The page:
Connecting the first optical drive . . . .
Connecting an additional optical drive, or
parallel ATA hard disk drive. . . . . .
Connecting a serial ATA hard disk drive . .
Installing security features . . . . . . .
Identifying security locks . . . . . . .
Padlock . . . . . . . . . . . . .
Integrated cable lock . . . . . . . .
Password protection . . . . . . . .
© Copyright IBM Corp. 2006
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Changing the battery . . . . . . . . .
Erasing a lost or forgotten password (clearing
CMOS) . . . . . . . . . . . . . .
Replacing the cover and connecting the cables .
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Chapter 2. Using the Setup Utility
program . . . . . . . . . . . . . . 27
Starting the Setup Utility program . . . . .
Viewing and changing settings . . . . . .
Using passwords . . . . . . . . . .
User Password . . . . . . . . . .
Administrator Password . . . . . . .
Setting, changing, and deleting a password .
Using Security Profile by Device . . . . .
Selecting a startup device . . . . . . . .
Selecting a temporary startup device . . .
Changing the startup sequence . . . . .
Exiting from the Setup Utility program . . .
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Appendix A. Updating system
programs . . . . . . . . . . . . . 31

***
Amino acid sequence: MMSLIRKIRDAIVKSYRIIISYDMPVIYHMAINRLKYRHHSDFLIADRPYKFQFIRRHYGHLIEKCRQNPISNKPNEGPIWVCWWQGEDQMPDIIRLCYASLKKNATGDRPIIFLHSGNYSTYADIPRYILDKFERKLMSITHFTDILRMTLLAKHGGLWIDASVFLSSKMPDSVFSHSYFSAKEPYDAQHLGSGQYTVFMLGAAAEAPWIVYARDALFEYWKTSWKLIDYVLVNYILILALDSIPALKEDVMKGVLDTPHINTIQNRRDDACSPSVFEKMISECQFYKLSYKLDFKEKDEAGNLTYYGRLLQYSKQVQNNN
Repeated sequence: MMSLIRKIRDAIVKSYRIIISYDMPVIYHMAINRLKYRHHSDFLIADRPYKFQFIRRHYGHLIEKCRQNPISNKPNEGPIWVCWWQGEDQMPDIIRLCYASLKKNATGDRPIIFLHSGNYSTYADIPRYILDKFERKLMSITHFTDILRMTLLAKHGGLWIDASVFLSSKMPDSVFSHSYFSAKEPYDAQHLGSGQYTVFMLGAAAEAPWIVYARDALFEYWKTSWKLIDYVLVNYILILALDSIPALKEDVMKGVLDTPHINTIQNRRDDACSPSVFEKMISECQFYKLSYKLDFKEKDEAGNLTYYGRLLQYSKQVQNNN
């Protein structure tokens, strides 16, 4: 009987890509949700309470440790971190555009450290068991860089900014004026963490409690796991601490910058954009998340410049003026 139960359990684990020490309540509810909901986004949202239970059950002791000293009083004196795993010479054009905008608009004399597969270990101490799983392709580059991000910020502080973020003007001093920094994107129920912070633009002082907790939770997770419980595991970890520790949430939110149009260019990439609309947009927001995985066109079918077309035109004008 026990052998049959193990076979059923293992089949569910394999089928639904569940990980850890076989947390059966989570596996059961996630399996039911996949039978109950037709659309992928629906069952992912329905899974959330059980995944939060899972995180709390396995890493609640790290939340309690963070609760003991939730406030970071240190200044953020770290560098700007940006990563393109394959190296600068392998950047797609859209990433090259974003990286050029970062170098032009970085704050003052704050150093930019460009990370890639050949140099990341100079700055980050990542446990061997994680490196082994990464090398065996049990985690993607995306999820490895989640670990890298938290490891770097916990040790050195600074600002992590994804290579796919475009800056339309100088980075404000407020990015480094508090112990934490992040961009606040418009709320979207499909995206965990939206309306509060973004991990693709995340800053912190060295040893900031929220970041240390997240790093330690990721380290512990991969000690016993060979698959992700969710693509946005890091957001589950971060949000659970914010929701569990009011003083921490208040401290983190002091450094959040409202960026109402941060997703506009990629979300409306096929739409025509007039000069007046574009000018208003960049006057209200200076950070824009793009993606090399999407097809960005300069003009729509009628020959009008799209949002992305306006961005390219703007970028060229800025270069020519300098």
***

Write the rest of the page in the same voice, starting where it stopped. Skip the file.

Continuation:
System programs . . . . . . . . . . .
Updating (flashing) BIOS from a diskette or
CD-ROM . . . . . . . . . . . . .
Updating (flashing) BIOS from your operating
system . . . . . . . . . . . . . .
Recovering from a POST/BIOS update failure . .
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Appendix B. Cleaning the mouse . . . 33
Cleaning an optical mouse . .
Cleaning a mouse with a ball .
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Appendix C. Manual modem
commands . . . . . . . . . . . . . 35
Basic AT commands . . . . .
Extended AT commands . . . .
MNP/V.42/V.42bis/V.44 commands
Fax Class 1 commands . . . .
Fax Class 2 commands . . . .
Voice commands. . . . . . .
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Appendix D. Notices . . . . . . . . . 43
Television output notice .
Trademarks . . . . .
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Index . . . . . . . . . . . . . . . 45
iii
iv